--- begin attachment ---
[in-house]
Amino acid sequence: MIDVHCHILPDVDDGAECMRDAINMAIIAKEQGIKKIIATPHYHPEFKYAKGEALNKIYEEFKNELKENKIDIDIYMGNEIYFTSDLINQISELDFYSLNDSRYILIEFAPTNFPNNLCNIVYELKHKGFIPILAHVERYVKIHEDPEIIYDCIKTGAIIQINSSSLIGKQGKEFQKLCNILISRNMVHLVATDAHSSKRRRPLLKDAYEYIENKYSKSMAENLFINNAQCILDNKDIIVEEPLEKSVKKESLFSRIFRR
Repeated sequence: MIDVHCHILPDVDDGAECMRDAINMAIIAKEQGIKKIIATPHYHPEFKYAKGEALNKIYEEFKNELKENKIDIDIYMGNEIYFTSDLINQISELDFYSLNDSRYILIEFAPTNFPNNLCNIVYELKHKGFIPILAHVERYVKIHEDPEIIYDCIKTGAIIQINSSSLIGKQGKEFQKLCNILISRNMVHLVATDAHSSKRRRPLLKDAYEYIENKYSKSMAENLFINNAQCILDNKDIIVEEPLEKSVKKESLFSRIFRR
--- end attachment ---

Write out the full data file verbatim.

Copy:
[in-house]
Amino acid sequence: MIDVHCHILPDVDDGAECMRDAINMAIIAKEQGIKKIIATPHYHPEFKYAKGEALNKIYEEFKNELKENKIDIDIYMGNEIYFTSDLINQISELDFYSLNDSRYILIEFAPTNFPNNLCNIVYELKHKGFIPILAHVERYVKIHEDPEIIYDCIKTGAIIQINSSSLIGKQGKEFQKLCNILISRNMVHLVATDAHSSKRRRPLLKDAYEYIENKYSKSMAENLFINNAQCILDNKDIIVEEPLEKSVKKESLFSRIFRR
Repeated sequence: MIDVHCHILPDVDDGAECMRDAINMAIIAKEQGIKKIIATPHYHPEFKYAKGEALNKIYEEFKNELKENKIDIDIYMGNEIYFTSDLINQISELDFYSLNDSRYILIEFAPTNFPNNLCNIVYELKHKGFIPILAHVERYVKIHEDPEIIYDCIKTGAIIQINSSSLIGKQGKEFQKLCNILISRNMVHLVATDAHSSKRRRPLLKDAYEYIENKYSKSMAENLFINNAQCILDNKDIIVEEPLEKSVKKESLFSRIFRR